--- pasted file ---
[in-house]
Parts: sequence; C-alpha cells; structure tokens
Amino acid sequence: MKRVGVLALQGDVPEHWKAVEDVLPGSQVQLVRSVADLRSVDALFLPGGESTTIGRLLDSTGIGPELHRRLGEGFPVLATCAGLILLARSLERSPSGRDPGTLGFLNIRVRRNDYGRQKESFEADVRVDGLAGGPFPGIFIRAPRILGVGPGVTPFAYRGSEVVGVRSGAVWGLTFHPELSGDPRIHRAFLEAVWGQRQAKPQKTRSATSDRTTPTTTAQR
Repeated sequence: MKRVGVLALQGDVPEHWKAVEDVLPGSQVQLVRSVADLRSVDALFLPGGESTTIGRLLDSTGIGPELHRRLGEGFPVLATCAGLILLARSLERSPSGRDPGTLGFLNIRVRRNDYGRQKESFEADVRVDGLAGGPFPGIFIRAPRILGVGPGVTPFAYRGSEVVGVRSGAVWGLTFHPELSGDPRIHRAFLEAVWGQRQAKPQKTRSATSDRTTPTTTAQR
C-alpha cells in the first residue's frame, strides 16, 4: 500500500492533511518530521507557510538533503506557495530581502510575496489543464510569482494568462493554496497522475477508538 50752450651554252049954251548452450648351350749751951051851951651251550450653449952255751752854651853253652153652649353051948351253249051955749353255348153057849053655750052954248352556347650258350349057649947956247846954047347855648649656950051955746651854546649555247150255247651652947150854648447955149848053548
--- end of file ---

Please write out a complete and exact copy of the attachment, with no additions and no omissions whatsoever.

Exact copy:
[in-house]
Parts: sequence; C-alpha cells; structure tokens
Amino acid sequence: MKRVGVLALQGDVPEHWKAVEDVLPGSQVQLVRSVADLRSVDALFLPGGESTTIGRLLDSTGIGPELHRRLGEGFPVLATCAGLILLARSLERSPSGRDPGTLGFLNIRVRRNDYGRQKESFEADVRVDGLAGGPFPGIFIRAPRILGVGPGVTPFAYRGSEVVGVRSGAVWGLTFHPELSGDPRIHRAFLEAVWGQRQAKPQKTRSATSDRTTPTTTAQR
Repeated sequence: MKRVGVLALQGDVPEHWKAVEDVLPGSQVQLVRSVADLRSVDALFLPGGESTTIGRLLDSTGIGPELHRRLGEGFPVLATCAGLILLARSLERSPSGRDPGTLGFLNIRVRRNDYGRQKESFEADVRVDGLAGGPFPGIFIRAPRILGVGPGVTPFAYRGSEVVGVRSGAVWGLTFHPELSGDPRIHRAFLEAVWGQRQAKPQKTRSATSDRTTPTTTAQR
C-alpha cells in the first residue's frame, strides 16, 4: 500500500492533511518530521507557510538533503506557495530581502510575496489543464510569482494568462493554496497522475477508538 50752450651554252049954251548452450648351350749751951051851951651251550450653449952255751752854651853253652153652649353051948351253249051955749353255348153057849053655750052954248352556347650258350349057649947956247846954047347855648649656950051955746651854546649555247150255247651652947150854648447955149848053548